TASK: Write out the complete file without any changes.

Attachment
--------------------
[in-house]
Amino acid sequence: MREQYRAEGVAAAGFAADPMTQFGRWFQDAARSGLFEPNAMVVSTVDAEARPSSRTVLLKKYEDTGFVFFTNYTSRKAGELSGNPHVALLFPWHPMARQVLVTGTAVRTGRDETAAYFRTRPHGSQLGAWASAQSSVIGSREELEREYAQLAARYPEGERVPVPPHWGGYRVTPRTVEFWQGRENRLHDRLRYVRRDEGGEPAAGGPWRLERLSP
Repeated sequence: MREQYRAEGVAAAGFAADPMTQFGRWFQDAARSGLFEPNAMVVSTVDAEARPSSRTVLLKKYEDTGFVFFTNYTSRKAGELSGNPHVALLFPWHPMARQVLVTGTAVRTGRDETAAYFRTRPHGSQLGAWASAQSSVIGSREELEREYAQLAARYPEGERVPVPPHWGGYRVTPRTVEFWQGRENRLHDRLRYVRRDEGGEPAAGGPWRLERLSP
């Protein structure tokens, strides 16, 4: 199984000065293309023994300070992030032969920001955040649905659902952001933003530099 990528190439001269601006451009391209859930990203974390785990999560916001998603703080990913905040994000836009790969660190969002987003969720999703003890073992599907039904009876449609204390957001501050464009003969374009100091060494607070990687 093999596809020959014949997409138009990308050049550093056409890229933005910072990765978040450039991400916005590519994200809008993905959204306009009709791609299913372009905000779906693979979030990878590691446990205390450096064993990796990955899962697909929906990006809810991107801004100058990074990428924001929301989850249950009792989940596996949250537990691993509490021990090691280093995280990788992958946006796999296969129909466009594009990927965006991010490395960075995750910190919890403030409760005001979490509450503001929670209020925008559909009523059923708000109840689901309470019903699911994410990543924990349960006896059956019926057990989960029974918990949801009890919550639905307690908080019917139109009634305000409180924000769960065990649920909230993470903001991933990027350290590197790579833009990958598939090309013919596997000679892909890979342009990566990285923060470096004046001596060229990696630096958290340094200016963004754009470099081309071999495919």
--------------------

[in-house]
Amino acid sequence: MREQYRAEGVAAAGFAADPMTQFGRWFQDAARSGLFEPNAMVVSTVDAEARPSSRTVLLKKYEDTGFVFFTNYTSRKAGELSGNPHVALLFPWHPMARQVLVTGTAVRTGRDETAAYFRTRPHGSQLGAWASAQSSVIGSREELEREYAQLAARYPEGERVPVPPHWGGYRVTPRTVEFWQGRENRLHDRLRYVRRDEGGEPAAGGPWRLERLSP
Repeated sequence: MREQYRAEGVAAAGFAADPMTQFGRWFQDAARSGLFEPNAMVVSTVDAEARPSSRTVLLKKYEDTGFVFFTNYTSRKAGELSGNPHVALLFPWHPMARQVLVTGTAVRTGRDETAAYFRTRPHGSQLGAWASAQSSVIGSREELEREYAQLAARYPEGERVPVPPHWGGYRVTPRTVEFWQGRENRLHDRLRYVRRDEGGEPAAGGPWRLERLSP
């Protein structure tokens, strides 16, 4: 199984000065293309023994300070992030032969920001955040649905659902952001933003530099 990528190439001269601006451009391209859930990203974390785990999560916001998603703080990913905040994000836009790969660190969002987003969720999703003890073992599907039904009876449609204390957001501050464009003969374009100091060494607070990687 093999596809020959014949997409138009990308050049550093056409890229933005910072990765978040450039991400916005590519994200809008993905959204306009009709791609299913372009905000779906693979979030990878590691446990205390450096064993990796990955899962697909929906990006809810991107801004100058990074990428924001929301989850249950009792989940596996949250537990691993509490021990090691280093995280990788992958946006796999296969129909466009594009990927965006991010490395960075995750910190919890403030409760005001979490509450503001929670209020925008559909009523059923708000109840689901309470019903699911994410990543924990349960006896059956019926057990989960029974918990949801009890919550639905307690908080019917139109009634305000409180924000769960065990649920909230993470903001991933990027350290590197790579833009990958598939090309013919596997000679892909890979342009990566990285923060470096004046001596060229990696630096958290340094200016963004754009470099081309071999495919």